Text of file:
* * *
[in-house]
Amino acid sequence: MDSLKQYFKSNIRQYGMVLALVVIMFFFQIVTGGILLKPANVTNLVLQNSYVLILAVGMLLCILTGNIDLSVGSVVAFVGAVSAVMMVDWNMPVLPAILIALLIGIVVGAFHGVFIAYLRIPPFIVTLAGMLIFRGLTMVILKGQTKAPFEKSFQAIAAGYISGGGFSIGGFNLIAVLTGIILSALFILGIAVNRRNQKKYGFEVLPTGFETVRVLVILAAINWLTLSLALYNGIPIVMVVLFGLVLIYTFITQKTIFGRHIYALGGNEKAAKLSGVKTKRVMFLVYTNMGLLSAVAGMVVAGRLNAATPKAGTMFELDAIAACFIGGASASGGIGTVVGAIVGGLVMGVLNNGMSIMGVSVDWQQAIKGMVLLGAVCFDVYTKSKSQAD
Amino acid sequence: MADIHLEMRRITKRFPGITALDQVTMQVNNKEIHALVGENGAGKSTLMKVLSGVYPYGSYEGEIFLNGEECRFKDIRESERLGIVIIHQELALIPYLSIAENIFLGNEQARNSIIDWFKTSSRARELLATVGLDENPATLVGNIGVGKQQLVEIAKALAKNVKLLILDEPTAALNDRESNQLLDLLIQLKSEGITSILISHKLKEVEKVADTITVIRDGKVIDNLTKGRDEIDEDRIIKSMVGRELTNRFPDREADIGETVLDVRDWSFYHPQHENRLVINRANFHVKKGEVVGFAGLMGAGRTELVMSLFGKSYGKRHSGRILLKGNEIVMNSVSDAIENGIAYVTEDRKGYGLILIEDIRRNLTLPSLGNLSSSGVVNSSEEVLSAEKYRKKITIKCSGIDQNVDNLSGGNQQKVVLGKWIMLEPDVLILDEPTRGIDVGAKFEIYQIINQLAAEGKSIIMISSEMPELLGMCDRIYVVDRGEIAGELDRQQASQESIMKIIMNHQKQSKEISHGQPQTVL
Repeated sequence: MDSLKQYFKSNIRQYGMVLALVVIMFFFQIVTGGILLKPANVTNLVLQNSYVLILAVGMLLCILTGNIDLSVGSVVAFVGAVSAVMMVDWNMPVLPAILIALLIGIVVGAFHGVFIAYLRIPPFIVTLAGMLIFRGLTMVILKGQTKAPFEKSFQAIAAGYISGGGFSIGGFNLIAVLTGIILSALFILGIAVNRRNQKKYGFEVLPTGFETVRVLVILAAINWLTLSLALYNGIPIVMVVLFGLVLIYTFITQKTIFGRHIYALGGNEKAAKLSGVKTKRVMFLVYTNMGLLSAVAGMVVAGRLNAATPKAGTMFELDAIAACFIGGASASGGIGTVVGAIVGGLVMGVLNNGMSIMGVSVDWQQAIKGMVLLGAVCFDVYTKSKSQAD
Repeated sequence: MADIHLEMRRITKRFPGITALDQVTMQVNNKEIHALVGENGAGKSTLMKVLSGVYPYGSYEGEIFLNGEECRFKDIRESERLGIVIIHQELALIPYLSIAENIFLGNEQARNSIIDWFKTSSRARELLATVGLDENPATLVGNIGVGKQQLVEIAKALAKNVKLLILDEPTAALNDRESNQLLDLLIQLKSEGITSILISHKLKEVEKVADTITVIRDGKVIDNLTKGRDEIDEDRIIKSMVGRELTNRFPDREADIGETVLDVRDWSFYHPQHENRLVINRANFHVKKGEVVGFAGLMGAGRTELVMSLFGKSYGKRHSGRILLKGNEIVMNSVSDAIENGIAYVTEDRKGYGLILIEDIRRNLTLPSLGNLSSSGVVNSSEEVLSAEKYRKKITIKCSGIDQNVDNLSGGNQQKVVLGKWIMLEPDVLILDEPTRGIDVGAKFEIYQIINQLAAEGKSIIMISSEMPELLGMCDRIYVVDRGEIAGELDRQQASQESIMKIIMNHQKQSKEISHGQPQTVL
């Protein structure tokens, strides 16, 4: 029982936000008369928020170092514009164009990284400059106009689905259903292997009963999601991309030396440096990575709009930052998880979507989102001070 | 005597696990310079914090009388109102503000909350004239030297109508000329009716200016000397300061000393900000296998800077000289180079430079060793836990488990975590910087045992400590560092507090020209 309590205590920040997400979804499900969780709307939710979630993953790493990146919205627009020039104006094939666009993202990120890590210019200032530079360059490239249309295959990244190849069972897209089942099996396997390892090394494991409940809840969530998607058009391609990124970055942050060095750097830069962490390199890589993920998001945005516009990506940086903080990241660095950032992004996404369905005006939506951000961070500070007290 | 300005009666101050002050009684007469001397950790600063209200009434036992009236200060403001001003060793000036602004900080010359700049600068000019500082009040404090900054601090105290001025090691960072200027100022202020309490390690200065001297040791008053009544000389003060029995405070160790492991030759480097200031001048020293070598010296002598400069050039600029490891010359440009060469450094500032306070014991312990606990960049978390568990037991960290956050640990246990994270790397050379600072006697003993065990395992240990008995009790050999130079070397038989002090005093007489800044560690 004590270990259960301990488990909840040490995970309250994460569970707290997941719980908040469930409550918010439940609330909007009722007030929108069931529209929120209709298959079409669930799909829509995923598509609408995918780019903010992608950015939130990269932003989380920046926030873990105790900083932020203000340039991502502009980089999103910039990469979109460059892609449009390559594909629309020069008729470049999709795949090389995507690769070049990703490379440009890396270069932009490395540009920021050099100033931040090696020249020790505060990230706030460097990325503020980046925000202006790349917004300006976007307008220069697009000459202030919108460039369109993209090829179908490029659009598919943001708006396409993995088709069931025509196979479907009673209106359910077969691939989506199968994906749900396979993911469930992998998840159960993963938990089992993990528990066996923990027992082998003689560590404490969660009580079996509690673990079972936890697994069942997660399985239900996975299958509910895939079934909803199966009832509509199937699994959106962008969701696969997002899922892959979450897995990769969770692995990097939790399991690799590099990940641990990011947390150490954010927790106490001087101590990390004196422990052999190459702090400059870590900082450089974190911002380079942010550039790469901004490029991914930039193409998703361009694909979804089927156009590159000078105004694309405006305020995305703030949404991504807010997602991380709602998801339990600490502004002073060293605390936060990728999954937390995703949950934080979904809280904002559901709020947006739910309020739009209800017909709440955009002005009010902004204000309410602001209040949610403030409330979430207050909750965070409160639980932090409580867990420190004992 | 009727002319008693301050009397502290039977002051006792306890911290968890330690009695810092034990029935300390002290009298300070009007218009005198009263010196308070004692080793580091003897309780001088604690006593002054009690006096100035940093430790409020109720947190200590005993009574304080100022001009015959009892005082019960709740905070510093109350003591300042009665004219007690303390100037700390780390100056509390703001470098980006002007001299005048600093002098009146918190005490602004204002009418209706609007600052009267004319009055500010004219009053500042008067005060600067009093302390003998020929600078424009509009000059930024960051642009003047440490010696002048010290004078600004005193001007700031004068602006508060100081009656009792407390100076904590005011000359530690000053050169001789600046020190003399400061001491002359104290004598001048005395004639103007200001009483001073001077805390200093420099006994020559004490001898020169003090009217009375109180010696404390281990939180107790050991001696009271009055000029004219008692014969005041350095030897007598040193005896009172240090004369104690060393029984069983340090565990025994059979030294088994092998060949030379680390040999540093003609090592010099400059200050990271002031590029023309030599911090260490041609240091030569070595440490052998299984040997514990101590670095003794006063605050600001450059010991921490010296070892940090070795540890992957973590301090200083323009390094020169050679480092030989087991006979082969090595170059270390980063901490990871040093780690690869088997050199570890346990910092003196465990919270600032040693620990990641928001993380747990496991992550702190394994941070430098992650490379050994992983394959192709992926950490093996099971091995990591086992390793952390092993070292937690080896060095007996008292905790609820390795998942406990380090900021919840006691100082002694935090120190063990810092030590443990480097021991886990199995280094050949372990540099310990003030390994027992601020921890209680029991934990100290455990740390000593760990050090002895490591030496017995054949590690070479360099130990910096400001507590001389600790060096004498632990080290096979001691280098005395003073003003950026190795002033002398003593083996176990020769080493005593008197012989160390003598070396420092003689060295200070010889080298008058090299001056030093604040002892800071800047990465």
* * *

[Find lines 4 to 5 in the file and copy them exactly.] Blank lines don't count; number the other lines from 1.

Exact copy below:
Repeated sequence: MDSLKQYFKSNIRQYGMVLALVVIMFFFQIVTGGILLKPANVTNLVLQNSYVLILAVGMLLCILTGNIDLSVGSVVAFVGAVSAVMMVDWNMPVLPAILIALLIGIVVGAFHGVFIAYLRIPPFIVTLAGMLIFRGLTMVILKGQTKAPFEKSFQAIAAGYISGGGFSIGGFNLIAVLTGIILSALFILGIAVNRRNQKKYGFEVLPTGFETVRVLVILAAINWLTLSLALYNGIPIVMVVLFGLVLIYTFITQKTIFGRHIYALGGNEKAAKLSGVKTKRVMFLVYTNMGLLSAVAGMVVAGRLNAATPKAGTMFELDAIAACFIGGASASGGIGTVVGAIVGGLVMGVLNNGMSIMGVSVDWQQAIKGMVLLGAVCFDVYTKSKSQAD
Repeated sequence: MADIHLEMRRITKRFPGITALDQVTMQVNNKEIHALVGENGAGKSTLMKVLSGVYPYGSYEGEIFLNGEECRFKDIRESERLGIVIIHQELALIPYLSIAENIFLGNEQARNSIIDWFKTSSRARELLATVGLDENPATLVGNIGVGKQQLVEIAKALAKNVKLLILDEPTAALNDRESNQLLDLLIQLKSEGITSILISHKLKEVEKVADTITVIRDGKVIDNLTKGRDEIDEDRIIKSMVGRELTNRFPDREADIGETVLDVRDWSFYHPQHENRLVINRANFHVKKGEVVGFAGLMGAGRTELVMSLFGKSYGKRHSGRILLKGNEIVMNSVSDAIENGIAYVTEDRKGYGLILIEDIRRNLTLPSLGNLSSSGVVNSSEEVLSAEKYRKKITIKCSGIDQNVDNLSGGNQQKVVLGKWIMLEPDVLILDEPTRGIDVGAKFEIYQIINQLAAEGKSIIMISSEMPELLGMCDRIYVVDRGEIAGELDRQQASQESIMKIIMNHQKQSKEISHGQPQTVL